03 Oct Fast Growth After Preterm Birth Linked To Persistent Neurocognitive Ability
Medical Research: What are the main findings of the study?
Answer: Not only did we find that faster growth right after preterm birth is
associated with better neurocognitive abilities – we also showed that
these effects persist into adulthood, that they are seen across a wide
spectrum of abilities, and that head growth very early on seems
especially relevant in predicting long-term outcomes. These
associations were found when we examined 103 young adults who were
born prematurely and with very low birth weight (under 1500 grams).
Medical Research: What was most surprising about the results?
Answer: We were not expecting to see associations that were quite so
consistent in highlighting the role of growth before term (i.e. “due
date”), even after accounting for many background factors and neonatal
complications. However, it makes sense that what happens during the
first weeks or months in the lives of these preterm infants is
crucial: after all, this is a time period the term-born individual
would be still spending in the womb while the brain undergoes an
intensive growth spurt.
Medical Research: What should clinicians and patients take away from your report?
Answer: Faster growth early in infancy, and head growth in particular, can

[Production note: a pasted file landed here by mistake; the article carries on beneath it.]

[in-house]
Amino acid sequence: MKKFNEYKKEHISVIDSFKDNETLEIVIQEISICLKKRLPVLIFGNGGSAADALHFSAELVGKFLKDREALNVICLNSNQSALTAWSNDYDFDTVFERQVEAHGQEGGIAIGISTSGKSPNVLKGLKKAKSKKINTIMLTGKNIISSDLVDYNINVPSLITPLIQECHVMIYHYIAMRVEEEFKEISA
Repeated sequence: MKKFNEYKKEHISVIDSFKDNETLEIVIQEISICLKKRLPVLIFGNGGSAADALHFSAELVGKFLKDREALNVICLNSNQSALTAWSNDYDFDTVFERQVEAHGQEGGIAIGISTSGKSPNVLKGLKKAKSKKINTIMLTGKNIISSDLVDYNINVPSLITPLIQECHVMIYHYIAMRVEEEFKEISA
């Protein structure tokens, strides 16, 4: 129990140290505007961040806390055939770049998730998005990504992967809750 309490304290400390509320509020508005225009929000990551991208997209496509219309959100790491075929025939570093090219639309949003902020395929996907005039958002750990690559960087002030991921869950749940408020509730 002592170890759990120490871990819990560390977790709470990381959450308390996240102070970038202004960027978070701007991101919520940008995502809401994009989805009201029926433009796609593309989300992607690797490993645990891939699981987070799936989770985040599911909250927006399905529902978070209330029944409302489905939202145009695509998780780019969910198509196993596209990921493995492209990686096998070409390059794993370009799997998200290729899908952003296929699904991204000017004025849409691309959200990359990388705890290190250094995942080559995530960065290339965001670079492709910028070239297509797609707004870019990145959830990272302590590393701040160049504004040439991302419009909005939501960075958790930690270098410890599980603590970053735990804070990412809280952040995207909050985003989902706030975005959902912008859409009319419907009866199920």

predict better long-term cognitive outcomes for preterm individuals.
Faster weight gain, especially later on in infancy, does not seem to
be quite as clearly associated with such beneficial effects, however.
Of course, it is worth noting that the studied cohort was born between
1978 and 1985, a time when neonatal nutrition and care was different
from what it is now, and thus one must be cautious when generalizing
the findings into today’s preterm infants.
Medical Research: What recommendations do you have for future research as a result of this study?
Answer: We need to study how these and other recent findings could improve
care for the preterm infant. Can nutritional programs or other
treatment practices alleviate the subtle (yet long-term) risk of
poorer neurocognitive functioning, which is associated with preterm
birth? And if so, how should they be targeted: should we be supporting
faster growth during the very first months but not thereafter, to
avoid possible cardiovascular risks? As a result of this study, we see
a possible direction for targeted interventions, but more research is
needed to assess how to best translate these intriguing findings into
Infant Growth after Preterm Birth and Neurocognitive Abilities in Young Adulthood
Sara Sammallahti, Riikka Pyhälä, Marius Lahti, Jari Lahti, Anu-Katriina Pesonen, Kati Heinonen, Petteri Hovi, Johan G. Eriksson, Sonja Strang-Karlsson, Sture Andersson, Anna-Liisa Järvenpää, Eero Kajantie, Katri Räikkönen
The Journal of Pediatrics – 29 September 2014 (10.1016/j.jpeds.2014.08.028)
Last Updated on October 3, 2014 by Marie Benz MD FAAD